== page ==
French paper goes global, risks ridicule with translation

Jul 10, 2009 by Rory Mulholland
A man reads French business newspaper La Tribune in front of the Palais Brongniart, Paris, 2008. The leading French business newspaper is launching a multi-lingual version of its website using automatic translation, dispensing with journalists but producing often comic results.

A leading French business newspaper is launching a multi-lingual version of its website using automatic translation, dispensing with journalists but producing often comic results.

"Ryanair loan to make travel of the passengers upright," read a typically bizarre headline on La Tribune's site this week above a story in equally mangled English on the low-cost airline's plans to make people fly standing up.

"The Chinese car in ambush," ": mistrust!" and "Assets of the continental right in management of the crisis" were some other mysterious headlines the same day on the site, which is still in an experimental phase.

But the paper's editors are confident that the project will, once the software is refined and a human hired to tweak the texts, open La Tribune to a potentially huge international audience.

"The aim is to be able to offer business news in different languages to reach a new public on the Internet," said Astrid Arbey, head of new media at the paper, France's second biggest-selling business daily.

The project involves the French website being translated in real time by computer software into English, German, Spanish and Italian, with Japanese and Chinese to come by the end of the year.

Most of the English articles on La Tribune's site were, with a little effort, understandable despite their many linguistic oddities.

But it is generally accepted that translation software cannot, as Translate admits on its site, "approach the fluency of a native speaker or possess the skill of a professional translator."

Arbey acknowledged that the results on La Tribune were still far from ideal, but said that the software was being continually updated and that within a few months it would achieve "almost perfect" news articles.

Britain's BBC has an entirely different model for the news website it provides in 30 different languages, staffed by hundreds of journalists, and says it has no plans to cut costs by following La Tribune's lead.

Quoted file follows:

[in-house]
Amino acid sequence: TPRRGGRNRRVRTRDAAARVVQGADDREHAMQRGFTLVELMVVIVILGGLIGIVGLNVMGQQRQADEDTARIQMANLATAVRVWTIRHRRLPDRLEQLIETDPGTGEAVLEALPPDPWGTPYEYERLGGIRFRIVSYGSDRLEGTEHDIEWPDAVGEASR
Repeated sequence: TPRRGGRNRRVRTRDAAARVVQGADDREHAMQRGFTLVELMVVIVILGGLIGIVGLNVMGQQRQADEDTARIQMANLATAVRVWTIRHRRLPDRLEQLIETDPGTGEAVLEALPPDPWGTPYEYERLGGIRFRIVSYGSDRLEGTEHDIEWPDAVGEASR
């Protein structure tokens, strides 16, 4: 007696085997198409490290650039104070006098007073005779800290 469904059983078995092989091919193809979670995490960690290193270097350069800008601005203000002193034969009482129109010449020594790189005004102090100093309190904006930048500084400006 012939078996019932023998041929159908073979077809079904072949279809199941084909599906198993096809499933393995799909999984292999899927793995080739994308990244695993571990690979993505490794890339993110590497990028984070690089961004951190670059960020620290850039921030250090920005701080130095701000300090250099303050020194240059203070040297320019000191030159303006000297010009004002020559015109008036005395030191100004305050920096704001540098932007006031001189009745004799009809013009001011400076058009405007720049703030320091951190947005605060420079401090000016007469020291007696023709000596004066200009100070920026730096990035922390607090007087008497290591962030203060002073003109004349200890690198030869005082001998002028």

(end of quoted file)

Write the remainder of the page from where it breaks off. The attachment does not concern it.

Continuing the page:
Spokesman Mike Gardner, who declined to comment directly on the French paper's approach, said that some of the BBC's online content was translated, but that this was always done by journalists.

"The whole point is that if you want news that has a resonance, you want journalists doing that," he said.

In Spain, the EFE news agency has been using computers for years to translate Spanish copy into Portuguese and Catalan. But all the copy is revised by editors before being published.

"This system is possible because Spanish, Portuguese and Catalan are similar languages," said an agency spokesman. "But we don't think it is possible for English, for example, and we have translators for our English service."

La Tribune currently has one person dealing with the foreign language sites and plans to soon hire another person to tweak the English-language articles, said Arbey.

That approach, say some at the paper, is typical of the cost-cutting mentality of Alain Weill, the media entrepreneur who bought the daily last year.

"The quality (of the foreign-language sites) is really mediocre because there is no journalistic intervention," said one journalist, who asked not to be named.

Worse, he said, the sites "damage the image of La Tribune," which in France has a reputation as a serious newspaper aimed at the banking, financial and business world.

No other French newspaper has gone down this road, said the journalist, because they know that automatic translation "doesn't work in journalism."

But Arbey is nevertheless confident that the foreign language sites will soon be producing clean copy thanks to ongoing software improvements and the intervention of the human being the paper plans to hire.

Will they be able to end sentences like these ones in the Ryanair story?

"Ryanair plays the provocation once more. After the paying toilets, ones surtaxes for the largest passengers, Ryanair would plan to make travel part of its passengers upright!"

The jury will have to remain out until the experimental phase -- the site is only sporadically viewable on the web at the moment -- is over.

(c) 2009 AFP

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MikeUnwalla
not rated yet Jul 12, 2009
Quote: But it is generally accepted that translation software cannot, as Google Translate admits on its site, "approach the fluency of a native speaker or possess the skill of a professional translator."

I agree. However, most readers want information that they can understand. Fluency is not necessarily important.

I think that organisations have the following choice:

* Make text interesting from a literary perspective. Machine translation will not give satisfactory translations. Therefore, for translations, use expensive human translators.

* Use very clear language. Possibly, from a literary perspective, the text is boring. Machine translation will give satisfactory translations (http://www.intern...n.html).
E_L_Earnhardt
not rated yet Jul 12, 2009
Perhaps "machine translators" can render medical and political jargon into a language people can understand!
dirk_bruere
not rated yet Jul 12, 2009
It also means that journalists will have to avoid slang and metaphor - not put the cart before the horse or jump on the bandwagon.
Truth
not rated yet Jul 12, 2009
Once best required, since two cannot mend for business, it is reversed to gone again seven forthright for world inquiries. Rather, identify accept for more if mends are not inscrutable. Is this not so? END TRANSMISSION...
Ricochet
not rated yet Jul 13, 2009
It's an automatic Engrish production engine! Cultivate it for what it is!